FIERCE: Haha, I can’t wait to watch that! I want to get to your music. You recently released “Repetir,” a fun, somewhat boastful song for the haters who didn’t believe in you. Why did you want to make this record. Does it describe sort of where you’re at right now in life?
Nohemy: Yeah, it definitely describes where I’m at in life. I took nine months off. In that time, I was finding myself as an artist. Before this, I wasn’t an artist who would say these things in songs; I didn’t have the confidence for that. But after putting that time in, that development, finding me, who Nohemy is, I found that confidence to say the things I said in that record. This is who I am, and I will continue to be me.
FIERCE: Love that! What else are you working on right now that you can tell us about?
Nohemy: Right now, I’m working on my next single. I’m working on some visuals that I want to put together with it. That should be out by early June. Really, I’m just focused on making more music, having stuff to follow up with, and booking more shows.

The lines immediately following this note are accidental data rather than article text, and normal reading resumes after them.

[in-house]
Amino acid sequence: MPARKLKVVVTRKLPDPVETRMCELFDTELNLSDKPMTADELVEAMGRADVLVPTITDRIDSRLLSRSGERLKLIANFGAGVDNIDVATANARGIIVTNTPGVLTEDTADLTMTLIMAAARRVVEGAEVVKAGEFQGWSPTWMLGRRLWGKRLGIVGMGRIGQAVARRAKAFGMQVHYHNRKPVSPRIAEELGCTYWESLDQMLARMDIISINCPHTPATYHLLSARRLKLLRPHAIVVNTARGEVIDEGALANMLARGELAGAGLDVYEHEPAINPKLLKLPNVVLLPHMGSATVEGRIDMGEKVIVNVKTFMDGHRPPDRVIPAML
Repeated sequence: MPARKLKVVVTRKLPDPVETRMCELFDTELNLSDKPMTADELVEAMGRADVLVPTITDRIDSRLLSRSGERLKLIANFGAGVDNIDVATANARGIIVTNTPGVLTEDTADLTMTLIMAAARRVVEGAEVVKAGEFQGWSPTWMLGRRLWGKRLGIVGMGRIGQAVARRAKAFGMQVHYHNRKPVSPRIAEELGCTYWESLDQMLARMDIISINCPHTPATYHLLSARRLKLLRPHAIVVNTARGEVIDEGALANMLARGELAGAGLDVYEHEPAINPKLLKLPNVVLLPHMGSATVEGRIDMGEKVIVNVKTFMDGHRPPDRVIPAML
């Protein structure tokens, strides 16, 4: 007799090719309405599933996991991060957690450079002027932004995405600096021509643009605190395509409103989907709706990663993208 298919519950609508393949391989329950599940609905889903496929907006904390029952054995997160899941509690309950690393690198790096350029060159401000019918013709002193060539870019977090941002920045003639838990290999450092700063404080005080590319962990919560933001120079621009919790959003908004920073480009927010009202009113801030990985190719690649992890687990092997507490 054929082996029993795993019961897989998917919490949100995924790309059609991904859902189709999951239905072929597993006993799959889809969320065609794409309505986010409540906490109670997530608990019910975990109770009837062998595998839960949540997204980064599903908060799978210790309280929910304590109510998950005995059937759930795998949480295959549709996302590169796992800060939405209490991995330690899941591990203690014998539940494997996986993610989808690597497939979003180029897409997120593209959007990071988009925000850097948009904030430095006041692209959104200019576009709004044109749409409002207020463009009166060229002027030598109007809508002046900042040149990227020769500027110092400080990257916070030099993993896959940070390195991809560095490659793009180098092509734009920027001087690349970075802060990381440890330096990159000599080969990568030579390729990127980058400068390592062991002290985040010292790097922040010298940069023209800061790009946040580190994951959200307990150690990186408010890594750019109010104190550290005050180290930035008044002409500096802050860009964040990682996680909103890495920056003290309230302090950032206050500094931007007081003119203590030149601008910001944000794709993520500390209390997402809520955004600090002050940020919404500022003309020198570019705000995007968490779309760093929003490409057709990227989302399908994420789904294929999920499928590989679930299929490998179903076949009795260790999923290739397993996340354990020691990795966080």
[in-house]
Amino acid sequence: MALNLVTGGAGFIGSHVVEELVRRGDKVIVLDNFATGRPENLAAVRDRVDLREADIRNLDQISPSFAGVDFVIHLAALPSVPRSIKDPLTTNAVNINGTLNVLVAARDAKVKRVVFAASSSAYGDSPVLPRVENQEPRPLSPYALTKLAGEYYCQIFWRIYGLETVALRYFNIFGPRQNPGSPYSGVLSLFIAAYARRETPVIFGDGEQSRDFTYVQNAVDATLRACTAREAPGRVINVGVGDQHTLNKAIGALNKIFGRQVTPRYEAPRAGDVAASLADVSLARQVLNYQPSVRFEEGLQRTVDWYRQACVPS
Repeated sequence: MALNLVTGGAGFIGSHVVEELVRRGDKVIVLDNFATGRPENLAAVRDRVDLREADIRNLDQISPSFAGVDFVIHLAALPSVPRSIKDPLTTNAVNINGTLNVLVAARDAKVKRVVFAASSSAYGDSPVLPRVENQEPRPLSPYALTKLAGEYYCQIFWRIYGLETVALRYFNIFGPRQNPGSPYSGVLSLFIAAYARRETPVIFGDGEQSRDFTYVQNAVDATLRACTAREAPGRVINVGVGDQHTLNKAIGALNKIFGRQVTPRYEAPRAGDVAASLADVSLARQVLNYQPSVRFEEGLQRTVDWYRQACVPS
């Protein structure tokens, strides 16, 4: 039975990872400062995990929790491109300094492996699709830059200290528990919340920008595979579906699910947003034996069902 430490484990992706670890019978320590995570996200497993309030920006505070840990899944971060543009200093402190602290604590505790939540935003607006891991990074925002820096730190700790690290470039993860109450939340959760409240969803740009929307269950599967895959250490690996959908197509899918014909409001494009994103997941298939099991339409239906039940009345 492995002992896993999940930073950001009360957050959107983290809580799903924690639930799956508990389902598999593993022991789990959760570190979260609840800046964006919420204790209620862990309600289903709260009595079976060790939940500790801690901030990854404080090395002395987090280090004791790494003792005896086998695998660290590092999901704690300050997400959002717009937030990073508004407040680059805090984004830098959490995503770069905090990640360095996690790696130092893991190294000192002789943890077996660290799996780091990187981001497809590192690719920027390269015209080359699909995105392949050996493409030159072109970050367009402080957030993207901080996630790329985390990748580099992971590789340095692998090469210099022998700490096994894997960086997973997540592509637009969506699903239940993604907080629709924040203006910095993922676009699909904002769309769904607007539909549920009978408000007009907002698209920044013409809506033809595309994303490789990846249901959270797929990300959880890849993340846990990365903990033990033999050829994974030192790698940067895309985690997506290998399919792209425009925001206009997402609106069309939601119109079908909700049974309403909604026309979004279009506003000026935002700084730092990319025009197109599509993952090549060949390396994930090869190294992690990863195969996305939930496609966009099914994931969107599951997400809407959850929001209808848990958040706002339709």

FIERCE: Latin pop and urbano are having a major global moment right now. What do you think you bring to the game that’s different and helps you stand out among the rest?
Nohemy: I think what I bring to the game is a different type of sexy, one that doesn’t necessarily include too much skin but is a projection of the art, of my music, my style and my personality.
FIERCE: You are 25 years old, at the start of your career. What do you want the people to say about Nohemy in 10 to 15 years from now?
Nohemy: That I always remained myself, true to myself: Nohemy, the humble, funny and really caring person. This isn’t just about the music, but what I represent, my morals. I’m not buying into things for the money. This is for the culture; this is who I am.